Fastenatrure For Ukraine by Emily Vickers

Type: Art & Sculpture
Price: $300.00


Fastenatrure For Ukraine by Emily Vickers

Artists for Ukraine:  Artist’s percentage of sale going to the Ukraine Fundraising Project: 100%

wearable botanical sculpture. Conceived on February 25th, 2022. inspired by Ukraine's mighty flag and its mightier people.
9 x 14 x 9 inches

Artist Statement: I cringe when people call them hats…

They’re Fastenators, so-called because they appear to defy gravity, as if fastened to the side of the wearer’s head. I saw my first Fastenators watching the British Royal weddings on television. Mine are actually FasteNATURES. Rather than satin, velvet, and felt, each unique creation is fashioned from all-organic flora: Bark, berries, mosses, mushrooms, feathers , grasses, reeds, seedpods, lichens, leaves, twigs, vines. Most are gathered on my farm in the Sourland Mountains but I’m always on the lookout for natural prizes to add flourish. I made my first Fastenatural in 2013 and still wear and display it today, which brings me to one of three tenants of philosophy behind these botanical art/fashion pieces.

First, love of hats is in my DNA . My Great Aunt Grace, was a professional milliner who opened her eponymous hat shop, Graces, in Atlanta, Georgia in the early 1950’s. My mission is channeling Grace’s aesthetic and southern charm to revive hat fashion, so my Fastenatures must be wearable, first and foremost…

Second: Aunt Grace used trimmings: ribbons, satin, fur, tassels, buttons… but I am far more attracted to the innate glamor that I find in the natural world, so I limit my components to earthly elements that are grown, not man-made.

Third: Natural materials by definition are perishable, so deciding what has the greatest chance for longer survival is crucial to my process, which involves a number of techniques to test and ensure my creation’s longevity and vitality.

Fastenatures must be:

• Wearable

• All Natural

• Durable

I’ve been thrilled to find that even the most delicate stems and seed pods have remarkable staying power if they are dried slowly and carefully treated with some kind of natural preservative. I find as much beauty in the relics of a flowering plant as it wanes, as when it was in full flower, and have been delighted to preserve flora that I never thought would desiccate without falling apart.

I consider my work the nexus of Millinery, Wearable Art, and Botanical sculpture: Triplex assemblages. I hope they bring a smile and the desire to look more closely at nature’s incomparable glamor.

Bio: Emily Vickers BIO

In 1979 Emily Vickers left her native Athens, Georgia to pursue a Master’s Degree in Art History at NYU’s Institute of Fine Arts in Manhattan. Feeling right at home immediately, she gladly moved on from small-town life as a student and counterculture entrepreneur, with gratitude to her successful venture as co-owner and creative director of Gladys Shrimp Leather Company, the sale of which financed her new life in New York.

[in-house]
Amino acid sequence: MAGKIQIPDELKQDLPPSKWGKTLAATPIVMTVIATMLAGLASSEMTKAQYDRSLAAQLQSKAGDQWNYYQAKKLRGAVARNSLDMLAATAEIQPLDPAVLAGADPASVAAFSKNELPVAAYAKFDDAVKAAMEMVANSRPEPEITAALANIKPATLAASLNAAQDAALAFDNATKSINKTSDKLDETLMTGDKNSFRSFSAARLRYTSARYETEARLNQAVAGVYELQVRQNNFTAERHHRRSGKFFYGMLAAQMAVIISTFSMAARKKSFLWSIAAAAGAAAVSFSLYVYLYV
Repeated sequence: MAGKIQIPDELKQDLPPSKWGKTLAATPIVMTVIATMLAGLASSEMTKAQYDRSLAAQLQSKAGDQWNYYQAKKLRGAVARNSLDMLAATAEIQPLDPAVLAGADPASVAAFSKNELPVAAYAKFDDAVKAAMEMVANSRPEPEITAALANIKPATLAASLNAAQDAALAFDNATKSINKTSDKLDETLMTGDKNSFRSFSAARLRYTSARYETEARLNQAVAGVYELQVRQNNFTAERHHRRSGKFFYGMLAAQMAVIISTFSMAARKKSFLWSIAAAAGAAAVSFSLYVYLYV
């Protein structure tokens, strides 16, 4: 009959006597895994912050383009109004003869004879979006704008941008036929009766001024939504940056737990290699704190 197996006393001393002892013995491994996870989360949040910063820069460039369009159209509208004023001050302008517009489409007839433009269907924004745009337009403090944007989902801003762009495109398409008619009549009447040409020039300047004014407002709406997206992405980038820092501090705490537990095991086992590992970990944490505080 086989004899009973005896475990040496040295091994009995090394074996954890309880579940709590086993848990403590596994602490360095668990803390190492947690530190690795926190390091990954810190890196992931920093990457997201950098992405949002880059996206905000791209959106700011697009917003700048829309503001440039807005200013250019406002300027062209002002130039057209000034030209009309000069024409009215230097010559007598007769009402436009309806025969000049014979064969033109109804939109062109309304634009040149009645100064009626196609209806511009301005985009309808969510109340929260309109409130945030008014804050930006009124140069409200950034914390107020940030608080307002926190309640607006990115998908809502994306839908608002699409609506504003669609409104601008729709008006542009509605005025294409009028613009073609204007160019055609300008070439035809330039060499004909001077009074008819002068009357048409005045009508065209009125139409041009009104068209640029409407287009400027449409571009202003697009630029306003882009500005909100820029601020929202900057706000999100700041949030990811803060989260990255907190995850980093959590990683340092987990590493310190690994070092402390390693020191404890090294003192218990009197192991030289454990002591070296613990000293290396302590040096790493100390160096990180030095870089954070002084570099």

After 3 years of study at the Institute, Emily was disappointed when her mentor, Professor Kirk Varnedoe left to assume William S. Rubin’s position as MOMA’s Director of Painting and Sculpture. During the previous year researching 20th century photography for her thesis on August Sander, Vickers had been introduced to luminaries Irving Penn, Arnold Newman, Gordon Parks, Duane Michaels, Richard Avedon and Ernst Haas. But it was Haas’ larger-than-life protégé, Jay Maisel, who convinced Emily that gallery work might not suit her energetic personality. She started as an intern at Jay’s storied studio on The Bowery, and became immersed in the fascinating, fast-paced, lucrative world of commercial photography production.

Vickers worked as Maisel’s studio manager and production coordinator for 10 years, along the way marrying Tom Mason, Jay’s first assistant and location scout. Tom had to convince Emily to leave her beloved Manhattan to visit his property in Hopewell; which was a diamond in the rough… a 200 year old barn and farmhouse whose 18 inch stone walls were no match for the insidious poison ivy that had made its way right into the living room!

As Mason and Vickers plunged into restoration of Van Dyke Farm, they also tied the knot together professionally. As Mason Vickers Productions, LLC, they offered their combined experience of casting, scouting, and coordinating complex still photo shoots to an A-List of talented photographers. For the next 25 years, they produced hundreds of assignments for high-end clients such as American Express, Tiffany, NYC Ballet, “GotMilk”, Audi, Porsche, and Mercedes, traveling the globe from Tunisia to Tucson; Capetown to Charleston; Whitehorse to Williamsburg.

Despite the excitement and financial rewards of commercial production, Emily longed for her artistic roots, and in 2014 decided to pare down her client list, eventually answering calls only from a few favorites. When she formally ‘retired’ she declared…. “I’ve been making a living since I was 17 years old. It’s time to make a life”. That life now is filled with gardening and gourmet cooking, plus a plethora of projects in leather, fabric; needlework, Haiku poetry, and of course, her Fastenaturals. She’s also worked as a ‘pro-age’ model for Cindy Joseph’s Boom! Cosmetics line, and signed with a New York talent agency, though it takes the rare assignment to lure her away from the farm.  These days, she wonders how she ever found time for her career at all… there are simply not enough hours in the day for her creativity!


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